It would be difficult to say which is the worst indictment of John McCain’s character: that he was involved in the Keating Five, in the first place, or his reprehensible ass-saving behaviors in the wake of the scandal. It is generally agreed that the McCain campaign has gotten a free pass on Keating Five scandal, not to mention his other economic/banking faux pas . The level of disgust over this varies. As one blogger put it:

I really am amazed how one of the unspoken rules of this election has been NOT to mention John McCain’s involvement in the Keating Five scandal.

Let’s remember that this isn’t a scandal involving his home or his church. It’s a scandal involving John McCain abusing his federal office. It’s a scandal that cost the American taxpayer billions. It’s also a scandal that deals with failed banks – kind of relevant to today. How is it that John McCain’s entire record is relevant, going back to the 1960s no less, but somehow we’re supposed to skip the 1980s scandal years because that would be “rude”?

Seriously, I don’t get it. Only the Republicans could make something John McCain did in office, and was chastised for officially on the Senate floor, and turn it into something “personal’ and off-limits, like it’s his daughter or his mistress. No, it’s his job. And he screwed up, wilfully. And it’s relevant to the very economic crisis we’re discussing today. It’s also relevant to any discussion of his honor.

 

HOT POTATO #2: John McCain throws his own wife under the bus after she suffers a disfiguring accident

To his credit, John McCain has at least acknowledged sole blame for abandoning his first wife in the wake of her tragic auto accident that left the former swimsuit model disfigured and crippled. It goes without saying that this is a highly personal matter, the details of which are no one’s business but theirs. However, one can not divorce from John McCain’s candidacy the character of a man who showed such flimsy loyalty for the woman who stood by his side throughout his imprisonment in Hanoi — a man who would abandon the mother of his three children in the wake of her horrible accident, only so he could flit about with the beautiful people and cheat on his wife for several years before, ultimately, replacing her with a beautiful, young undamaged model. 

 
HOT POTATO #1: John McCain throws his fellow POWs as well as his country under the bus as he sings like a canary (and then some) for the enemy
 

Out of respect for others who have, unlike myself, experienced the unimaginable tortures suffered by prisoners of war, I won’t belabor this point. I will only offer a few examples of the documentswords, articles and videos of others, who feel that John McCain behaved dishonorably both during and after the war. During his captivity, McCain provided military information far beyond the Code of Conduct – and far beyond that which other POWs divulged, while undergoing extreme torture themselves. After the war, McCain has fought to keep this information from becoming public, by stonewalling efforts by families of MIAs to declassify documents. While these documents could help these families discover the whereabout of their loved ones, these documents also contain damning evidence about John McCain’s behavior during captivity.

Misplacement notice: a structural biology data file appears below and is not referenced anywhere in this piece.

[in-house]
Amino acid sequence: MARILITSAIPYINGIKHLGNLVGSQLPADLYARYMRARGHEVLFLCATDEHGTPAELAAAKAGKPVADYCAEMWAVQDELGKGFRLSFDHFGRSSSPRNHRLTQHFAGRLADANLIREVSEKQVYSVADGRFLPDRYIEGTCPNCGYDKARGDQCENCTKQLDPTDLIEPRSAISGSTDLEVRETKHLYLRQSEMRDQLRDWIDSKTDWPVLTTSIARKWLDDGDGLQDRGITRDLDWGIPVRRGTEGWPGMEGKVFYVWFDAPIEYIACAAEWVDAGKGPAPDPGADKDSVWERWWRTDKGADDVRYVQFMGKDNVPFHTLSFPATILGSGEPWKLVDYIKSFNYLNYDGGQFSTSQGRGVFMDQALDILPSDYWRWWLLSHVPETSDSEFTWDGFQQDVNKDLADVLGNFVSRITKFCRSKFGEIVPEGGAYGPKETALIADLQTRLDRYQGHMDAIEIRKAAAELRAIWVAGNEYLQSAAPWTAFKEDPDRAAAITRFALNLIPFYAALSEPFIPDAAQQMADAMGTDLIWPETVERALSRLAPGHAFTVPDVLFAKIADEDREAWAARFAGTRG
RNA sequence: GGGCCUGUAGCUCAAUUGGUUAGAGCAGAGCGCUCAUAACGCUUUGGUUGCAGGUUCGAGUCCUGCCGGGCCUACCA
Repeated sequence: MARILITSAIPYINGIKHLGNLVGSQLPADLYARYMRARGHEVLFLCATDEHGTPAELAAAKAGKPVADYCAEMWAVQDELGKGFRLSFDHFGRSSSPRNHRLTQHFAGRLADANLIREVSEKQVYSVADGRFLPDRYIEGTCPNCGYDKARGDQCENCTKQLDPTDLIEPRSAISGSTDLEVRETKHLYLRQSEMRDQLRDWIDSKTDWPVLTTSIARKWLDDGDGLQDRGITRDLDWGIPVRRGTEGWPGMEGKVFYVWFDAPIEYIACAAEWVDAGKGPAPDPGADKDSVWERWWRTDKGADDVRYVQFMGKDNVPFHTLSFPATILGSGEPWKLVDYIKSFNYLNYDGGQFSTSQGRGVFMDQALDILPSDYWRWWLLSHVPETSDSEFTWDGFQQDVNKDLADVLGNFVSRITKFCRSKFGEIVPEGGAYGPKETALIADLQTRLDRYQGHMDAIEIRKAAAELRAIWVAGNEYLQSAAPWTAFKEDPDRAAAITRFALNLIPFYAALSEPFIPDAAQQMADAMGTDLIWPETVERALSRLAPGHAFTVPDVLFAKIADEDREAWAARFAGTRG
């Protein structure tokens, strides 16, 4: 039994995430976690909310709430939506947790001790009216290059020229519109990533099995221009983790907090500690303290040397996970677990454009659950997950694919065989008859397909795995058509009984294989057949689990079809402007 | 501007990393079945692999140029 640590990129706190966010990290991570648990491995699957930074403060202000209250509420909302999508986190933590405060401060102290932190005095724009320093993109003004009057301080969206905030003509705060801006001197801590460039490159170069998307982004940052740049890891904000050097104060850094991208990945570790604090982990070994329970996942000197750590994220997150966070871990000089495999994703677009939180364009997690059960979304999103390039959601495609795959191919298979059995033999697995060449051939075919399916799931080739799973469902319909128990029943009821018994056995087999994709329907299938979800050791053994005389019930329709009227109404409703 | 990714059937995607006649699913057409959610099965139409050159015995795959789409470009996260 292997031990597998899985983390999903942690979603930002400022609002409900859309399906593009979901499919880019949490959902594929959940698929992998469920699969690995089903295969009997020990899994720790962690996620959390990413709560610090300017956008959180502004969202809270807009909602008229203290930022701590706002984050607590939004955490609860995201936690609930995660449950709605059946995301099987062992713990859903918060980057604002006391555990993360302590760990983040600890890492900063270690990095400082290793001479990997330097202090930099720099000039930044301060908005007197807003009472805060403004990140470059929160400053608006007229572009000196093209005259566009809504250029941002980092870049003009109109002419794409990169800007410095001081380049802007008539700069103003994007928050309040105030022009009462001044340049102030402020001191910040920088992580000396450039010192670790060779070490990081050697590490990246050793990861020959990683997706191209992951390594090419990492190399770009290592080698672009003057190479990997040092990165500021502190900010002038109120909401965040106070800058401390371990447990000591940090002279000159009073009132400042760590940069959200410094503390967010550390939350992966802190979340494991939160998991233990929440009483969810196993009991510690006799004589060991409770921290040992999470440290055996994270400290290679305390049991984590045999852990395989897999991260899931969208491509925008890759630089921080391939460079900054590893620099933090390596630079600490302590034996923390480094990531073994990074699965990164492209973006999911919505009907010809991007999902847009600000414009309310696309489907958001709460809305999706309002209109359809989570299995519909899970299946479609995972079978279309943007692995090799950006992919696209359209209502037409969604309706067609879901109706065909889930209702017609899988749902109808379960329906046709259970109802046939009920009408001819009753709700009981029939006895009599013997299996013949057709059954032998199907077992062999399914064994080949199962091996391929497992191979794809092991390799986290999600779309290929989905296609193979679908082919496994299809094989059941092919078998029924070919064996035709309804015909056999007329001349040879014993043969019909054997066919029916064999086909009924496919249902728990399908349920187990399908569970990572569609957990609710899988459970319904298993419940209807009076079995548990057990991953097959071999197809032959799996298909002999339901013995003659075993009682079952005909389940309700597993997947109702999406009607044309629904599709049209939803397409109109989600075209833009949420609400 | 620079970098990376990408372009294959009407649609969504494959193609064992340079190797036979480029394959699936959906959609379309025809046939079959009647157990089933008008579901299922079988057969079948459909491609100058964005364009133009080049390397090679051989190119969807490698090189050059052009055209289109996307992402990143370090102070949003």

As with McCain’s behavior with his wife (detailed in #2 above) it tells something of a man’s character that, having been through this experience, he would not only emerge less-than-truthful about the particulars of his history, but would use this falsified history to pander political points in his campaign. The real crime, however, is his disregard for the families of MIAs, as he fought their efforts to possibly discover the whereabouts of their loved ones (dead or alive?) who, unlike McCain, never returned home from war.

McCain’s disregard for veterans has been ongoing and continues today, in his lack of support on Capitol Hill for the for veterans’ issues and benefits, as seen in the clip from last spring’s film, “Why Won’t McCain Sign the GI Bill?”

 
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by Mantis Katz for the canarypapers

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postscript:
Various theories have been proposed on the origin of the game “hot potato.” One generally accepted theory is that the first “hot potato” was, in fact, the warm contents of a freshly soiled diaper. The concept of a game arose from the good-humored arguments over who happened to be holding the baby upon the arrival of said-poop. This person became, by default, the designated diaper changer: the “loser.” Enough said. 

 

 

Monkeys with Molotovs: The gutter politics of McCain, Palin, Rove & Co.

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The monkeys are at it again. Lacking substantive issues on which to wage a presidential campaign, they’ve resorted to lobbing cheap incendiary devices at their opponent, in the hope that one will hit the mark and bring Obama’s candidacy down in flames. Fact is, on the issues, the McCain ticket had already self-destructed before Sarah Palin arrived on the scene. Bereft of anything to offer, other than a shoddily re-packaged version of the fatally flawed Bush Administration, the McCain team has long since lost credibility as an agent of change, maverick or otherwise.